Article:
I. Out of the Past
When I close my eyes I still dream of my childhood home in Miami.
Our small home was nestled in the lower-middle-class, predominantly black and Latino neighborhood of Richmond Heights. Even when we left it briefly—before my brother was born in 1991, and for over a year during my time in middle school—we always seemed to return to it as if it were a magnet pulling us back.
I remember the feel of the rippling paint in the den under my fingerprints. I remember the odd mantras I wrote on the small white TV I kept in my room in which I would tape episodes of Buffy the Vampire Slayer, Star Trek: Deep Space Nine, and Charmed. I replayed these shows over and over as a way to transport myself from the world just beyond my door as my family fell into poverty thanks to a series of bad decisions my mother made with such regularity I thought selfishness and myopia was programmed into her DNA. There, on the tile floor in the corner of the second bathroom, I had one of my most violent episodes. And over there, nestled in the kitchen near the back door, I can still see my grandmother wearing a warm smile and frying plantains, the smell filling the small one-story home. I can outline with remarkable precision the sloppy spackle that hides the remains of where my father ripped out a telephone from the kitchen wall to beat my mother. I can remember all of us—my mother, younger brother, and grandmother—huddled around the dining room table eating oxtails with gravy, crawfish etouffee, poundcake with a rum glaze. Sometimes my brother and I could be found swiping mangoes from an unsuspecting neighbor’s tree. The memories that come to mind most hold little comfort—my father’s violence, my mother’s growing religiosity in the face of my mental instability, the times before and right after my extended trips to the mental hospital as a teen. This was the same home my mother grew up in after her mother and father left her birthplace of New Orleans. Like my mother, I was raised between Miami and Southern Louisiana, where I would spend time in the home my great-grandfather built over a century ago. But it is Miami I never return to, and whose events I have fought to forget.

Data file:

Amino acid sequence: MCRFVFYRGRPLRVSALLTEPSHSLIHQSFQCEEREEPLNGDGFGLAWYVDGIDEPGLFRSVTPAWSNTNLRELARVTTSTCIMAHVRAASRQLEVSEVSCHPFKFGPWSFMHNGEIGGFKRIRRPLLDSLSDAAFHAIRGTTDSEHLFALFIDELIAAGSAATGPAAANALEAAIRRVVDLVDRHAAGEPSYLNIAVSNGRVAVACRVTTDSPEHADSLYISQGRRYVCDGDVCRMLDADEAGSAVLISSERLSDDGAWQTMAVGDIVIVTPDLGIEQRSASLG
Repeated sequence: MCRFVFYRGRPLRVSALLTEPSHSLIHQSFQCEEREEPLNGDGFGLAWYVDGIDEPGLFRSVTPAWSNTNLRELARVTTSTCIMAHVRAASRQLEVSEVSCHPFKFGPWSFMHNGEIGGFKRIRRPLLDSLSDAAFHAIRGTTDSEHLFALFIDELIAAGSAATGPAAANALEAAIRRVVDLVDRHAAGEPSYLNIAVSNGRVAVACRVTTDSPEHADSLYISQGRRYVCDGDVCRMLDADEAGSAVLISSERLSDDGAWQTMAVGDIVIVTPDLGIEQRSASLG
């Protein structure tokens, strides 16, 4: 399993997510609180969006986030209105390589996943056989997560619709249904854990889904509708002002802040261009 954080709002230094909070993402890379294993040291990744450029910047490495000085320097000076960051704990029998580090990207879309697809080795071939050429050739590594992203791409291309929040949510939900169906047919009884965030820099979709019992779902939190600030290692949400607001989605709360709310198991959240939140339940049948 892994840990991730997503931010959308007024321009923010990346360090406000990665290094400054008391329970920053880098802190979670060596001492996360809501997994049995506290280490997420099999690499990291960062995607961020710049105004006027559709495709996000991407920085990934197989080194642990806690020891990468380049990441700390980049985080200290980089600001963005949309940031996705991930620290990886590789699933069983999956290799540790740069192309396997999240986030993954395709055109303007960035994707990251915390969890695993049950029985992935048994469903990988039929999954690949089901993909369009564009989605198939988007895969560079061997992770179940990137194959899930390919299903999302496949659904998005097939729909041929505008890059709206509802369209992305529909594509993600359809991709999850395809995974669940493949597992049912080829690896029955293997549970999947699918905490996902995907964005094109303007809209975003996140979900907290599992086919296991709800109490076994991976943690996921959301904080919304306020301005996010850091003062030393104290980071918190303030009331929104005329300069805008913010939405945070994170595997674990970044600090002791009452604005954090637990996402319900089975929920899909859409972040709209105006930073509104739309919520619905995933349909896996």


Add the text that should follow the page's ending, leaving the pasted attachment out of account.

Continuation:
Being separated from this place by a decade and 1400 miles means I never have to reckon with the scars Miami left in its wake. Since living in Chicago I have been able to remake myself. I’ve grown far bolder, hold my head higher, move with a fierce grace. All while vehemently ignoring that my venomous humor, culinary skills, and the musicality with which I speak has roots there. Never having to see the Miami I grew up with in pop culture means never having to face the young girl I once was: a girl who was so afraid of the world around her she couldn’t look people in the eye, often keeping her gaze trained to the ground when walking. It’s so hard for me to speak of this chapter in my life I slip into third person, another way to pretend that girl wasn’t really me. I spent a lot of time then trying to become invisible. If no one sees you, no one can hurt you. Then I saw Moonlight.
Barry Jenkins’ Moonlight is an intimate triptych following Chiron, a black kid from one of Miami’s poorest and blackest neighborhoods, Liberty City. The film is based on a play by Tarell Alvin McCraney (who, like Jenkins, is from Miami), and Jenkins both wrote and directed it. It’s a film more interested in emotion and mood than plot, detailing Chiron’s struggles to find personal connections and come to terms with being gay in a starkly homophobic milieu. Chiron is a walking nerve whom his crack-addicted mother, Paula (a vociferous Naomie Harris), and peers know exactly where to wound. He’s not just teased and bullied—his very identity is ridiculed. As a young child referred to as “Little,” Chiron (Alex Hibbert) is quiet and solemn. As a teenager, Chiron (now played with elegant sorrow by Ashton Sanders) has curled even further into himself. He walks through the world as if trying to disappear. His masculinity is under attack throughout the first two chapters of Moonlight, as the way he dresses and moves through the world makes him an easy target. When we meet him as an adult in the third section, now played with alluring bravado by Trevante Rhodes, he’s a completely different man thanks to a stint in juvie years earlier and a move to Atlanta. I wasn’t surprised to see Chiron bulked up. His now impressive physicality marks how he’s hardened to the world. By presenting a body that is hyper-masculine, he is able to shield himself from the questions and belittlement that marked his youth. It’s a tactic many black people who find no home in their own communities learn to adopt—harden yourself to the world so people are too afraid to look closely and notice the profound yearnings bubbling underneath the surface. Moonlight is a tale exploring a version of blackness and identity specific to Miami. It’s a film that takes an unflinching look at the loneliness and isolation that comes with finding no home amongst people who look like you.